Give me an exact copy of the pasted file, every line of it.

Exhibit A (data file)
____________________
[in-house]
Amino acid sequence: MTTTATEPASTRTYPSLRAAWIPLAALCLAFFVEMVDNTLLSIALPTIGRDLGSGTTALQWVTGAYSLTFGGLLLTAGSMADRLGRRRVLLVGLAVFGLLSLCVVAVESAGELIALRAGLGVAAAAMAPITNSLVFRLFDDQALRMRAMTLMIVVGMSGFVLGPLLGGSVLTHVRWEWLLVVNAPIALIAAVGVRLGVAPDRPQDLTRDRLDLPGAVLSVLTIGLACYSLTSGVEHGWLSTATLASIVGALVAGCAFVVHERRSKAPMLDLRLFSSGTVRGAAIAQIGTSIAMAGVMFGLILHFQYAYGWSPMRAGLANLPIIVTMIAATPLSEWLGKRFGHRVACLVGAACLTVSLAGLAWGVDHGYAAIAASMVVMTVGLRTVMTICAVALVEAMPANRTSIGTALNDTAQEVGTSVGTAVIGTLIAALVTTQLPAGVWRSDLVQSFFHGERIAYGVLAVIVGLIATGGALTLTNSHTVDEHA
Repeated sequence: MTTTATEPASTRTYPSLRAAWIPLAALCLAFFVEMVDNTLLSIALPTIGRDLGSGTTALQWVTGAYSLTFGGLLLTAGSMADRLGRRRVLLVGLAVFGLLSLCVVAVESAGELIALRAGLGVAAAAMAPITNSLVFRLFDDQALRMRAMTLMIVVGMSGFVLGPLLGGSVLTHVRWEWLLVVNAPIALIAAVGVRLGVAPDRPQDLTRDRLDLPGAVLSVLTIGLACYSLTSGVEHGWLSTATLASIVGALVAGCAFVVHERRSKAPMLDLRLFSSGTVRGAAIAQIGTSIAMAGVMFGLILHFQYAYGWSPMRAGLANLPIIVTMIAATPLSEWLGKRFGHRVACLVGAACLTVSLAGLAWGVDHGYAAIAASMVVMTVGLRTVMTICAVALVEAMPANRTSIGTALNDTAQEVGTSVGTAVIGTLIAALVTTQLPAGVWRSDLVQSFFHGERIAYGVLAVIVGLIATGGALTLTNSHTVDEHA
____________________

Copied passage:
[in-house]
Amino acid sequence: MTTTATEPASTRTYPSLRAAWIPLAALCLAFFVEMVDNTLLSIALPTIGRDLGSGTTALQWVTGAYSLTFGGLLLTAGSMADRLGRRRVLLVGLAVFGLLSLCVVAVESAGELIALRAGLGVAAAAMAPITNSLVFRLFDDQALRMRAMTLMIVVGMSGFVLGPLLGGSVLTHVRWEWLLVVNAPIALIAAVGVRLGVAPDRPQDLTRDRLDLPGAVLSVLTIGLACYSLTSGVEHGWLSTATLASIVGALVAGCAFVVHERRSKAPMLDLRLFSSGTVRGAAIAQIGTSIAMAGVMFGLILHFQYAYGWSPMRAGLANLPIIVTMIAATPLSEWLGKRFGHRVACLVGAACLTVSLAGLAWGVDHGYAAIAASMVVMTVGLRTVMTICAVALVEAMPANRTSIGTALNDTAQEVGTSVGTAVIGTLIAALVTTQLPAGVWRSDLVQSFFHGERIAYGVLAVIVGLIATGGALTLTNSHTVDEHA
Repeated sequence: MTTTATEPASTRTYPSLRAAWIPLAALCLAFFVEMVDNTLLSIALPTIGRDLGSGTTALQWVTGAYSLTFGGLLLTAGSMADRLGRRRVLLVGLAVFGLLSLCVVAVESAGELIALRAGLGVAAAAMAPITNSLVFRLFDDQALRMRAMTLMIVVGMSGFVLGPLLGGSVLTHVRWEWLLVVNAPIALIAAVGVRLGVAPDRPQDLTRDRLDLPGAVLSVLTIGLACYSLTSGVEHGWLSTATLASIVGALVAGCAFVVHERRSKAPMLDLRLFSSGTVRGAAIAQIGTSIAMAGVMFGLILHFQYAYGWSPMRAGLANLPIIVTMIAATPLSEWLGKRFGHRVACLVGAACLTVSLAGLAWGVDHGYAAIAASMVVMTVGLRTVMTICAVALVEAMPANRTSIGTALNDTAQEVGTSVGTAVIGTLIAALVTTQLPAGVWRSDLVQSFFHGERIAYGVLAVIVGLIATGGALTLTNSHTVDEHA